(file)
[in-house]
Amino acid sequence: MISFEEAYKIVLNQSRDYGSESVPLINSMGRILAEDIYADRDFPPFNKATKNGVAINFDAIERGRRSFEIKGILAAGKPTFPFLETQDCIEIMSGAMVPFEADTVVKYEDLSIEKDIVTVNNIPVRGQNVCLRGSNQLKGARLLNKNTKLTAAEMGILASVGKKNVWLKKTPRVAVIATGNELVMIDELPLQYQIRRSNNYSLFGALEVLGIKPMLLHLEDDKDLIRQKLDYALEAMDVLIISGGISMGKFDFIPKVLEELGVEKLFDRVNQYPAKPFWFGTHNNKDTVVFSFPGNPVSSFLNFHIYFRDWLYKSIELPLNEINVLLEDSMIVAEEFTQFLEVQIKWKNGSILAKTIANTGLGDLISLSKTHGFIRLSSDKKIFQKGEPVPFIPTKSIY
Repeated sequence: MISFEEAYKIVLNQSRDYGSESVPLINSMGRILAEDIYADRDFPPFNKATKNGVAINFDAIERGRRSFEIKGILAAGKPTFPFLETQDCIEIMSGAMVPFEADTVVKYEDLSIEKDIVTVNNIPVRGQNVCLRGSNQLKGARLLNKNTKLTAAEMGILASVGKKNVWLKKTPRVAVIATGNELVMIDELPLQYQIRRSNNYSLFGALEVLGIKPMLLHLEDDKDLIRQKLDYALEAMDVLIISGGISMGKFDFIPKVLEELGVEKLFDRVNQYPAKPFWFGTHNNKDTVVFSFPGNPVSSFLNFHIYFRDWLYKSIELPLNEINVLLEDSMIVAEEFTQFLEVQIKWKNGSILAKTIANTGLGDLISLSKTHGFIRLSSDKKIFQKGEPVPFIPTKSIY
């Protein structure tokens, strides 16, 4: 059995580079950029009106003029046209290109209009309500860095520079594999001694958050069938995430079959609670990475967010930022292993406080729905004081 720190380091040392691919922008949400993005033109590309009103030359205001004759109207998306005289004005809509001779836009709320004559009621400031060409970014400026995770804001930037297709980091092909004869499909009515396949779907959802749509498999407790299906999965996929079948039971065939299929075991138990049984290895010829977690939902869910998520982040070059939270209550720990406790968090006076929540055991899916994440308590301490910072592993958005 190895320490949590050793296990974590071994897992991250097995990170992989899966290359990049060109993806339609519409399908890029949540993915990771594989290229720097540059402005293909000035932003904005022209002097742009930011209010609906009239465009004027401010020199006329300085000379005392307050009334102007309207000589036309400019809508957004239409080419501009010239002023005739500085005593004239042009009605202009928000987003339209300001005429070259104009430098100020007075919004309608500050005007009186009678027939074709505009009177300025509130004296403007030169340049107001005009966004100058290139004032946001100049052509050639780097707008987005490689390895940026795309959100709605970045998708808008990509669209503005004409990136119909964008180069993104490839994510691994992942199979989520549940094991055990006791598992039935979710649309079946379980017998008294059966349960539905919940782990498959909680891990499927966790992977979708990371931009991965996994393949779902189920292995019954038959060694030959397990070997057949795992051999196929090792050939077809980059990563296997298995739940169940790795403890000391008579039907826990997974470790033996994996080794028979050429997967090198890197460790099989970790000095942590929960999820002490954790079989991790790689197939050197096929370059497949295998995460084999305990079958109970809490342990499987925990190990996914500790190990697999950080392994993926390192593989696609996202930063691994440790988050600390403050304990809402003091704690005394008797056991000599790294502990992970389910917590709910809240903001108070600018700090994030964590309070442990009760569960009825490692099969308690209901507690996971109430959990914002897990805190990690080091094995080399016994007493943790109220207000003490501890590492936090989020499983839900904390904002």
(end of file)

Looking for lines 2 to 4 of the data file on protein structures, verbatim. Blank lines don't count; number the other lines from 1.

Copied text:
Amino acid sequence: MISFEEAYKIVLNQSRDYGSESVPLINSMGRILAEDIYADRDFPPFNKATKNGVAINFDAIERGRRSFEIKGILAAGKPTFPFLETQDCIEIMSGAMVPFEADTVVKYEDLSIEKDIVTVNNIPVRGQNVCLRGSNQLKGARLLNKNTKLTAAEMGILASVGKKNVWLKKTPRVAVIATGNELVMIDELPLQYQIRRSNNYSLFGALEVLGIKPMLLHLEDDKDLIRQKLDYALEAMDVLIISGGISMGKFDFIPKVLEELGVEKLFDRVNQYPAKPFWFGTHNNKDTVVFSFPGNPVSSFLNFHIYFRDWLYKSIELPLNEINVLLEDSMIVAEEFTQFLEVQIKWKNGSILAKTIANTGLGDLISLSKTHGFIRLSSDKKIFQKGEPVPFIPTKSIY
Repeated sequence: MISFEEAYKIVLNQSRDYGSESVPLINSMGRILAEDIYADRDFPPFNKATKNGVAINFDAIERGRRSFEIKGILAAGKPTFPFLETQDCIEIMSGAMVPFEADTVVKYEDLSIEKDIVTVNNIPVRGQNVCLRGSNQLKGARLLNKNTKLTAAEMGILASVGKKNVWLKKTPRVAVIATGNELVMIDELPLQYQIRRSNNYSLFGALEVLGIKPMLLHLEDDKDLIRQKLDYALEAMDVLIISGGISMGKFDFIPKVLEELGVEKLFDRVNQYPAKPFWFGTHNNKDTVVFSFPGNPVSSFLNFHIYFRDWLYKSIELPLNEINVLLEDSMIVAEEFTQFLEVQIKWKNGSILAKTIANTGLGDLISLSKTHGFIRLSSDKKIFQKGEPVPFIPTKSIY
């Protein structure tokens, strides 16, 4: 059995580079950029009106003029046209290109209009309500860095520079594999001694958050069938995430079959609670990475967010930022292993406080729905004081 720190380091040392691919922008949400993005033109590309009103030359205001004759109207998306005289004005809509001779836009709320004559009621400031060409970014400026995770804001930037297709980091092909004869499909009515396949779907959802749509498999407790299906999965996929079948039971065939299929075991138990049984290895010829977690939902869910998520982040070059939270209550720990406790968090006076929540055991899916994440308590301490910072592993958005 190895320490949590050793296990974590071994897992991250097995990170992989899966290359990049060109993806339609519409399908890029949540993915990771594989290229720097540059402005293909000035932003904005022209002097742009930011209010609906009239465009004027401010020199006329300085000379005392307050009334102007309207000589036309400019809508957004239409080419501009010239002023005739500085005593004239042009009605202009928000987003339209300001005429070259104009430098100020007075919004309608500050005007009186009678027939074709505009009177300025509130004296403007030169340049107001005009966004100058290139004032946001100049052509050639780097707008987005490689390895940026795309959100709605970045998708808008990509669209503005004409990136119909964008180069993104490839994510691994992942199979989520549940094991055990006791598992039935979710649309079946379980017998008294059966349960539905919940782990498959909680891990499927966790992977979708990371931009991965996994393949779902189920292995019954038959060694030959397990070997057949795992051999196929090792050939077809980059990563296997298995739940169940790795403890000391008579039907826990997974470790033996994996080794028979050429997967090198890197460790099989970790000095942590929960999820002490954790079989991790790689197939050197096929370059497949295998995460084999305990079958109970809490342990499987925990190990996914500790190990697999950080392994993926390192593989696609996202930063691994440790988050600390403050304990809402003091704690005394008797056991000599790294502990992970389910917590709910809240903001108070600018700090994030964590309070442990009760569960009825490692099969308690209901507690996971109430959990914002897990805190990690080091094995080399016994007493943790109220207000003490501890590492936090989020499983839900904390904002």